Credit Suisse Hires Veteran Meissner to Lead New Unit Serving Wealthy Clients
By Margot Patrick
Credit Suisse Group AG hired Christian Meissner, a Bank of
America Corp. and Goldman Sachs Group Inc. veteran, to head a new
unit connecting its wealthiest clients with its investment
Mr. Meissner was previously head of corporate and investment
banking at Bank of America until 2018, helping reshape the unit
after its financial-crisis merger with Merrill Lynch & Co. In
the role, he oversaw an effort to pare the corporate and investment
bank's customer roster and focus on fewer, more lucrative,
Credit Suisse said Mr. Meissner will start later this month as
co-head of international wealth-management investment banking
advisory and vice chairman of investment banking.
Credit Suisse has been reorganizing and integrating units in an
effort to pull more revenue from its rich clients by offering them
access to deals and other business handled through Credit Suisse's
investment bank. It said in July it would start the new advisory
arm. Its co-head is Babak Dastmaltschi.
Credit Suisse said it would gain Mr. Meissner's "longstanding
corporate and private-equity relationships with clients
The hire comes as competition has stiffened to bank billionaire
entrepreneurs and wealthy families, a longtime specialty of Credit
Suisse and larger rival UBS Group AG. Both banks have said the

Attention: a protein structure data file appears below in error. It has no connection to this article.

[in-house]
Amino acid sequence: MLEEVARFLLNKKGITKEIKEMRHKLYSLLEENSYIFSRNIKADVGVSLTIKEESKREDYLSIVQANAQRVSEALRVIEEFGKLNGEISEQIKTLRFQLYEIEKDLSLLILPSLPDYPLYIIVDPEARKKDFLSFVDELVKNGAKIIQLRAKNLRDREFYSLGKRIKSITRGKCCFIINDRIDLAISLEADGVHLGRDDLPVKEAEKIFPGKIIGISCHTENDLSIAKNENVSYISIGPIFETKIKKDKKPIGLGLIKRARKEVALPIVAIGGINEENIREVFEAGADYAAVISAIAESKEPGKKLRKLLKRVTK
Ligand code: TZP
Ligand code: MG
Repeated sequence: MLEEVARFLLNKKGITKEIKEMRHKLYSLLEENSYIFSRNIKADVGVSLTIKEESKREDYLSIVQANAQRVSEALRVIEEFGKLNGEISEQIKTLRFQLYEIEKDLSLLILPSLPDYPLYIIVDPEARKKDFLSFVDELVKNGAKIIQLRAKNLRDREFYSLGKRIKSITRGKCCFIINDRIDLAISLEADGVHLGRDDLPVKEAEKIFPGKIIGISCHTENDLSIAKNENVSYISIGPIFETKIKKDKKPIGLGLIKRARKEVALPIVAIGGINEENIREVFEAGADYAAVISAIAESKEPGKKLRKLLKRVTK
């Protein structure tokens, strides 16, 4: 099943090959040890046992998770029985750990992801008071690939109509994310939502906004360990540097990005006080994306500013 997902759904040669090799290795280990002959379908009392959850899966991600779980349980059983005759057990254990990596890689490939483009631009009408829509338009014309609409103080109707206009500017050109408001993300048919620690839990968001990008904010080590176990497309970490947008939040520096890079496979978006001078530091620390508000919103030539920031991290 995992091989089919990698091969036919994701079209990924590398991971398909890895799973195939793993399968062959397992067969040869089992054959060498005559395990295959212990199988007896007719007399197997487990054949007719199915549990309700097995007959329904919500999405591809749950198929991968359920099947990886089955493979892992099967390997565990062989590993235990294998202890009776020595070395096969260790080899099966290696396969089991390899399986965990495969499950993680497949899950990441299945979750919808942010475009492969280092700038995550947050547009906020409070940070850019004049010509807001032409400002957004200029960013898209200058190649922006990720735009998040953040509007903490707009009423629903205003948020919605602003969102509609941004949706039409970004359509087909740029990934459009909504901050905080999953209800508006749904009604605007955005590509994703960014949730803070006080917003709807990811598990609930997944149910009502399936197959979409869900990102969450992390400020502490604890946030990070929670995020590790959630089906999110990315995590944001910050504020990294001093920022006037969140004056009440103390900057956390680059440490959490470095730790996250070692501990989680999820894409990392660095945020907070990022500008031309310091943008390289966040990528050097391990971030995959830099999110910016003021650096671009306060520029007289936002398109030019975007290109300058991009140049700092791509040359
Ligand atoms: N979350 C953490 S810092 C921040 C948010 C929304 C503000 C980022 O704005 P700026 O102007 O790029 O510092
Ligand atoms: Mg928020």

world's rich want more access to private-market investments and
bespoke financing, and have been knitting together parts of their
wealth-management and investment-banking units to tap the
Before he joined Bank of America in 2010, Austrian-born Mr.
Meissner worked for years as an investment banker in Europe at
Goldman Sachs and at Lehman Brothers.
In July, Credit Suisse's new chief executive since February,
Thomas Gottstein, said the Swiss lender would combine most of its
fragmented trading and investment-banking businesses to free up
cash to invest in other parts of the bank. I
Swiss and European banks generally are trying to replace revenue
eroded across their businesses by persistently low or negative
interest rates. At the same time, bad loans are rising because of
the coronavirus pandemic. Credit Suisse has performed better than
some other big global banks in navigating the pandemic so far,
because of its focus on lending to households and companies in
Switzerland, and the world's wealthy.
Mr. Meissner will report to Philipp Wehle, head of international
wealth management, and to Brian Chin, head of Credit Suisse's
Write to Margot Patrick at firstname.lastname@example.org
(END) Dow Jones Newswires
October 13, 2020 15:04 ET (19:04 GMT)
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